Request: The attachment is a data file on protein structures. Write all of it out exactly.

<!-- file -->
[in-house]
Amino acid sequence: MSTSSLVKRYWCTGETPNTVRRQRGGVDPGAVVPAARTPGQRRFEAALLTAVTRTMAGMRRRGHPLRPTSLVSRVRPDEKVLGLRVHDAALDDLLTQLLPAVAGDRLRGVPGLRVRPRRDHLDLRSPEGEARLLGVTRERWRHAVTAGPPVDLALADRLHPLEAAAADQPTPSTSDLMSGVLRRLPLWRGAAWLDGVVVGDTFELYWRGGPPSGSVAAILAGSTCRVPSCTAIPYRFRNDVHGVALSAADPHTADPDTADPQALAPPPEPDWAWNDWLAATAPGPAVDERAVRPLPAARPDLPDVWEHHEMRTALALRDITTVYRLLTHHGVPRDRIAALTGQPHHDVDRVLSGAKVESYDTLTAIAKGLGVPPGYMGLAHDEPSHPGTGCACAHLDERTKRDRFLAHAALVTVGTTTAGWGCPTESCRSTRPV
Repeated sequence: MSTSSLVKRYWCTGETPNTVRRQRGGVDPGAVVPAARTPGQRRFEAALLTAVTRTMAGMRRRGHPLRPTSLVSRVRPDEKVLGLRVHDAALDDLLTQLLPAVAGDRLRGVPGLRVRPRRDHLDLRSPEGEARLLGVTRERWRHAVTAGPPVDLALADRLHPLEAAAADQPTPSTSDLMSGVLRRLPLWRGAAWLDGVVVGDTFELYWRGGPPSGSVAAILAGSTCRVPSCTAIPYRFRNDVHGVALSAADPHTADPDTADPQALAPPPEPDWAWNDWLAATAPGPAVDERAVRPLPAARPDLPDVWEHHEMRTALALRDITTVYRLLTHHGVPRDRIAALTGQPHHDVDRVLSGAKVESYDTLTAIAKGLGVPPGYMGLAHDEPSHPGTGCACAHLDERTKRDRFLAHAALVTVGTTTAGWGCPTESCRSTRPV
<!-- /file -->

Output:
[in-house]
Amino acid sequence: MSTSSLVKRYWCTGETPNTVRRQRGGVDPGAVVPAARTPGQRRFEAALLTAVTRTMAGMRRRGHPLRPTSLVSRVRPDEKVLGLRVHDAALDDLLTQLLPAVAGDRLRGVPGLRVRPRRDHLDLRSPEGEARLLGVTRERWRHAVTAGPPVDLALADRLHPLEAAAADQPTPSTSDLMSGVLRRLPLWRGAAWLDGVVVGDTFELYWRGGPPSGSVAAILAGSTCRVPSCTAIPYRFRNDVHGVALSAADPHTADPDTADPQALAPPPEPDWAWNDWLAATAPGPAVDERAVRPLPAARPDLPDVWEHHEMRTALALRDITTVYRLLTHHGVPRDRIAALTGQPHHDVDRVLSGAKVESYDTLTAIAKGLGVPPGYMGLAHDEPSHPGTGCACAHLDERTKRDRFLAHAALVTVGTTTAGWGCPTESCRSTRPV
Repeated sequence: MSTSSLVKRYWCTGETPNTVRRQRGGVDPGAVVPAARTPGQRRFEAALLTAVTRTMAGMRRRGHPLRPTSLVSRVRPDEKVLGLRVHDAALDDLLTQLLPAVAGDRLRGVPGLRVRPRRDHLDLRSPEGEARLLGVTRERWRHAVTAGPPVDLALADRLHPLEAAAADQPTPSTSDLMSGVLRRLPLWRGAAWLDGVVVGDTFELYWRGGPPSGSVAAILAGSTCRVPSCTAIPYRFRNDVHGVALSAADPHTADPDTADPQALAPPPEPDWAWNDWLAATAPGPAVDERAVRPLPAARPDLPDVWEHHEMRTALALRDITTVYRLLTHHGVPRDRIAALTGQPHHDVDRVLSGAKVESYDTLTAIAKGLGVPPGYMGLAHDEPSHPGTGCACAHLDERTKRDRFLAHAALVTVGTTTAGWGCPTESCRSTRPV